The normal entry requirement for students is the possession of a second-class Honours degree in any discipline, or equivalent as a minimum. 

All applicants will complete a standard application form and may be invited to attend an informal interview where feasible to do so.  

Candidates should also meet the University's requirements for English. 

Applicants with non-standard qualifications will be considered for entry onto the programme, each application will be considered on its own merit.   

A typical applicant may be a new or recent graduate, who has attained a first degree in any discipline, and wishes to augment that with further study to optimise their career opportunities.

The QAA's Subject Benchmarks for Masters Awards in Business and Management (2015) indicate that a graduate should possess knowledge and understanding in a range of areas relevant to Business and Management. Organisations, their external context and management; graduates will gain knowledge and develop understanding of most of the following areas.

Project and People Management, Innovation, Supply Chain Management and Finance are the key knowledge aspects of this award and address broadly the requirements of the benchmarks in these key areas. The award is also designed to have a strategic viewpoint and with that a market-facing perspective embedded across the modules delivered. The practical nature of the ALT uses extensively case-based approaches which consistently consider both the strategic and operational aspects of the operations of business within the international context, hence highlights the link between strategy and operations and the delivery of strategy through operations. In this respect then stakeholder perspectives are considered extensively and the realisation of strategies incorporates many aspects of key functional and operational concerns for businesses.

The award is delivered with a range of perspectives of business and the global context in extensively examined environment to take into account the complex aspects of trading internationally and the challenges economically, operationally and culturally which are encountered. Below knowledge areas are covered throughout the core module delivery within programme (BU7039, BU7006, BU7030, IS7219, BU7763):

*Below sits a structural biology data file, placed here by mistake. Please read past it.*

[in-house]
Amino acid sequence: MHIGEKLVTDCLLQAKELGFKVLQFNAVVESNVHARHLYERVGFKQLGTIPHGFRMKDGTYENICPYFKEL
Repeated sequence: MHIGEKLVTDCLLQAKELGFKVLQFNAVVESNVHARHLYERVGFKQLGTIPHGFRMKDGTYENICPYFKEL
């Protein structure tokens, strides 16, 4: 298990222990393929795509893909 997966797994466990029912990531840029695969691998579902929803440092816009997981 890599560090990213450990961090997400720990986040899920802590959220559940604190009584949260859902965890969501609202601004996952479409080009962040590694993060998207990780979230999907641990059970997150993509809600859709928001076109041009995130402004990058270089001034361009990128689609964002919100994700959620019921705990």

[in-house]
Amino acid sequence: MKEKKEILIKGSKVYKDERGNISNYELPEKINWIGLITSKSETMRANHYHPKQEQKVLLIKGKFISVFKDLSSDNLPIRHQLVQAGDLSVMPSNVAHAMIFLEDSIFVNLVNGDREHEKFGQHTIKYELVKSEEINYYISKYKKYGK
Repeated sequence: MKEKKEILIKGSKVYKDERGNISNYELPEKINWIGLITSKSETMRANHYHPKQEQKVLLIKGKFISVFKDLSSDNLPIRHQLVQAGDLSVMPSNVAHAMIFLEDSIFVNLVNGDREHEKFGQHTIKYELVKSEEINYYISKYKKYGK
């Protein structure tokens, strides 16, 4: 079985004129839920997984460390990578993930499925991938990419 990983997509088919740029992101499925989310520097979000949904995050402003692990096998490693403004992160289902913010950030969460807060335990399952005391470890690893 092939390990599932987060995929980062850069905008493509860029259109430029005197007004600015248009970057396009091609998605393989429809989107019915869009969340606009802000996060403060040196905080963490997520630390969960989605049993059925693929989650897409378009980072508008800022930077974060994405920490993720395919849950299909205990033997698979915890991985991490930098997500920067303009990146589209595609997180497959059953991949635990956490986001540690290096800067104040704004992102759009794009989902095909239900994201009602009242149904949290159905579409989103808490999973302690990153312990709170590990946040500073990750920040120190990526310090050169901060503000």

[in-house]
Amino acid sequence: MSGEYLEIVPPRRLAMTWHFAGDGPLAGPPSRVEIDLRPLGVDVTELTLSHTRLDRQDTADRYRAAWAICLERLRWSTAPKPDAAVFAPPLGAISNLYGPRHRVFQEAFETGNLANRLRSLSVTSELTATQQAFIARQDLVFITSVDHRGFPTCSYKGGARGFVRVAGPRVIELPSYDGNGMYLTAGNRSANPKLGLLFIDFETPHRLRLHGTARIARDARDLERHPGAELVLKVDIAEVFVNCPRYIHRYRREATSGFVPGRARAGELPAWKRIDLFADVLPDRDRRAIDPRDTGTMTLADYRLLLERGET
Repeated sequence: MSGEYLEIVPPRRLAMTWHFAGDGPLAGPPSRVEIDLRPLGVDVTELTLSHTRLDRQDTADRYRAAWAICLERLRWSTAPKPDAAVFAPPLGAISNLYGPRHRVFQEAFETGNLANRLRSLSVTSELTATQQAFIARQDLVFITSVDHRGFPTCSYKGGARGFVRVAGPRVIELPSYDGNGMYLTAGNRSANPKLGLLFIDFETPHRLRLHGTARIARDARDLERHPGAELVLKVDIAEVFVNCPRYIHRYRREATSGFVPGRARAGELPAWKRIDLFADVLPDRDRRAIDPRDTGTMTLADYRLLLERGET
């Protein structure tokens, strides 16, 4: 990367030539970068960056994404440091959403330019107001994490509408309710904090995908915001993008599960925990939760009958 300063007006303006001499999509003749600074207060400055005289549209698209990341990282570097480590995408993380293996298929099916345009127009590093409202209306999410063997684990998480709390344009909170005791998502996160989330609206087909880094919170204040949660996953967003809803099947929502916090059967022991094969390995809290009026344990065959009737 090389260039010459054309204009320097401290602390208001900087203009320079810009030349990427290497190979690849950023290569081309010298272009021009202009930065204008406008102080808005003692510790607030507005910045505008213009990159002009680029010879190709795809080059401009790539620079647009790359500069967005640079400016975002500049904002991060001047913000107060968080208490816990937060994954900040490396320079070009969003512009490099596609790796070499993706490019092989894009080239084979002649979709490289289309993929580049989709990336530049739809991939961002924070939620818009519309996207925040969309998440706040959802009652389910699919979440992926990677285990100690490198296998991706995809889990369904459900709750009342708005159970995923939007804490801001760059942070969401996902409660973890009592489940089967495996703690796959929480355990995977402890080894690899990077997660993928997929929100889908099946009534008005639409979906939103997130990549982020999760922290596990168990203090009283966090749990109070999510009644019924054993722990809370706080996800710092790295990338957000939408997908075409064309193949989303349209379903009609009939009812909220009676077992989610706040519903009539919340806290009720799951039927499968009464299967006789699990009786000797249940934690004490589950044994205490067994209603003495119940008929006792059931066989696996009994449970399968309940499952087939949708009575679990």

Knowledge areas:

  • markets - the development and operation of markets for resources, goods and services
  • marketing and sales - different approaches for segmentation, targeting, positioning, generating sales, and the need for innovation in product and service design.
  • customers and stakeholders - customer expectations, service and orientation
  • finance - the sources, uses and management of finance; the use of accounting and other information systems for managerial applications
  • people - strategic and operational HRM, meeting future organisational requirements, people development, HR systems
  • operations - the management of resources and operations including the supply chain, procurement, logistics, quality systems, and project management
  • information systems and business intelligence - the development, management, application and implementation of information systems and their impact upon organisations; tools and techniques for transforming (big) data into useful information for business analysis and decision support